Sunday, November 25, 2018

Meetings of Interest in the Week Ahead

The long Thanksgiving weekend is over, and the week going forward is filled with meetings.
  • On Monday, November 26, the Common Council Fire Committee meets at 5:30 p.m. and the Police Committee meets at 6:00 p.m. Both meetings take place at the Central Fire Station, 77 North Seventh Street.
  • On Tuesday, November 27, the Tourism Board meets at 5:30 p.m. on the second floor of 1 North Front Street. Also on Tuesday, the board of the Hudson Development Corporation will meet at 6:00 p.m. in the Chamber of Commerce conference room on the ground floor of 1 North Front Street.
  • On Wednesday, November 28, the Zoning Board of Appeals will hold a public hearing on the proposal to demolish two buildings at 248 and 250 Columbia Street and build a two-family duplex on the site. Area variances are required for the two new buildings. The public hearing takes place at 6:00 p.m. at City Hall and will be followed by the regular meeting of the ZBA.
At 6:15 p.m. on Wednesday, the Common Council Legal Committee meets in the Senior Center at the Galvan Armory, 51 North Fifth Street.
  • On Thursday, November 29, the Conservation Advisory Council will present the maps that have been prepared for the Open Space and Natural Resources Inventory. The presentation will take place at 6:00 p.m. in the Community Room of the Hudson Area Library, 51 North Fifth Street.
  • On Friday, November 30, the Historic Preservation Commission will its second meeting of the month at 10:00 a.m. in the Council Chamber at City Hall.


  1. Don't be misled into supposing that public comments on the CAC's new maps can lead to necessary corrections. The maps are finished and, right or wrong, the information is already static. We may admire the maps but not affect any changes.

    Instead, you'll be informed that you may play a part the next time the city gets a mapping grant, if there is a next time.

    Although a grant deadline is cited as the nonnegotiable reason why public participation was excluded (the CAC got one grant extension already), Chairman Lerner refuses to answer the question whether a second extension was ever sought.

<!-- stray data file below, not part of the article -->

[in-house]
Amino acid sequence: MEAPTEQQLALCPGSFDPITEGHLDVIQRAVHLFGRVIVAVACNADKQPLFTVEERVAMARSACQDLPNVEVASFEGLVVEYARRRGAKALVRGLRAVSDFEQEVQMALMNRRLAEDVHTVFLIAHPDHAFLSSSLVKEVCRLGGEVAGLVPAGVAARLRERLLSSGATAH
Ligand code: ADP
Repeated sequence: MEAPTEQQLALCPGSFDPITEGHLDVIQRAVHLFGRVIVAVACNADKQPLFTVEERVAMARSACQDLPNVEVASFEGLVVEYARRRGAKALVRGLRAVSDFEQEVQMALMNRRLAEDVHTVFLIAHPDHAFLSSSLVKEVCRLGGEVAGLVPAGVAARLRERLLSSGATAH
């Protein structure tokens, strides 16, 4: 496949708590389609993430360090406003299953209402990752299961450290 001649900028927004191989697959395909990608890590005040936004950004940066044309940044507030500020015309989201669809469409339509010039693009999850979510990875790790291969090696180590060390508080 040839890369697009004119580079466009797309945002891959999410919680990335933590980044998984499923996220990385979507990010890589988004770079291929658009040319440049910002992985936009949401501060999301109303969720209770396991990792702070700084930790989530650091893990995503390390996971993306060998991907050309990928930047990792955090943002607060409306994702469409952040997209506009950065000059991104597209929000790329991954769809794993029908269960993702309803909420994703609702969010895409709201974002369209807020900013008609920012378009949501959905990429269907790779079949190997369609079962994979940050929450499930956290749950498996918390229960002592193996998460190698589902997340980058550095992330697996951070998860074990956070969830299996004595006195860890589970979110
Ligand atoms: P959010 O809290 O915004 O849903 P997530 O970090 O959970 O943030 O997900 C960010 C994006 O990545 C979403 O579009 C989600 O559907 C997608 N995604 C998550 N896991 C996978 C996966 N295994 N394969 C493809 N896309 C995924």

Since its founding, the CAC under the present Chairman has repeatedly circumvented public participation. At meetings, even interactions between CAC members and the public are strictly regulated. The public may observe, but not much more.

    It's similar with the maps which the public has yet to see. On Thursday you'll be invited to observe, but not much more.

    That's why there will be hell to pay if there are serious problems with the maps. If the data is wrong then it will be wrong for a long time.

    It's a simple Yes/No answer: did Mr. Lerner request another extension on the mapping grant, or is this deadline just his latest excuse to exclude a well-informed public?

  2. It is now definitive: there is no limit on grant extensions in this particular state program.

    Mr. Lerner should not have used a grant deadline as an excuse to push through incorrect mapping data, and to do so at the expense of public participation.

    Once again our secretive CAC has acted shamefully in regard to the public interest.

  3. In the Minutes for the July meeting, CAC members voted that "public presentation and review of the inventory" should be a last step. There was no mention what "public presentation and review" meant.

    "The maps, he [Chairman Lerner] said, should be done by the end of summer."

    Personally, I'll be looking to see if the CAC's previous misunderstandings of the sewer system remain unresolved, particularly as I've submitted tediously specific mapping analyses of each of these irregularities for nearly three years! (At least one instance and maybe more concern known public health risks.)

    Now that we know the maps were not ready "by the end of summer," it's a fair guess what "public presentation and review" meant all along: no ability for the public to affect changes to the maps.

    Either way, when you consider Hudson's abysmal history on the subject of public participation it's outrageous that the public should now have to differentiate between incompetence and guile in the explanation why its substantive input is being excluded yet again.

    Yesterday we learned that the CAC is eligible for a second grant extension, so that excuse won't work anymore.

    When you consider that the project is 100% publicly funded, and that the CAC is merely an advisory body to the Common Council, it's high time that our Aldermen intervene. They're equally culpable, and the Council can even request a grant extension on its own.

    I say we should let our elected representatives differentiate between incompetence and guile and not place that burden on a neutered public which happens to be footing the bill.

  4. Tonight we learned that the maps can be changed after our public comments. It's reasonable for the public to expect as much and it turned out a solution was within reach.

    Of course the maps can't be perfect, but we mustn't omit something like the combined sewer which occasionally flows through an open stream behind the Oakdale parking lot (and another shorter line that's potentially missing at Tanners Lane).

    But now that I've finally seen the map I can understand how that line could have dropped out. If you drop the city's existing stormsewer layer from the current sewer "Map Book," you inadvertently lose anything misidentified as a stormsewer on the old layer. The sewer line in question was so misidentified, and surely that's how it was omitted. Simple. Now it's just a matter of putting it back in.

    The public comment phase is always so interesting.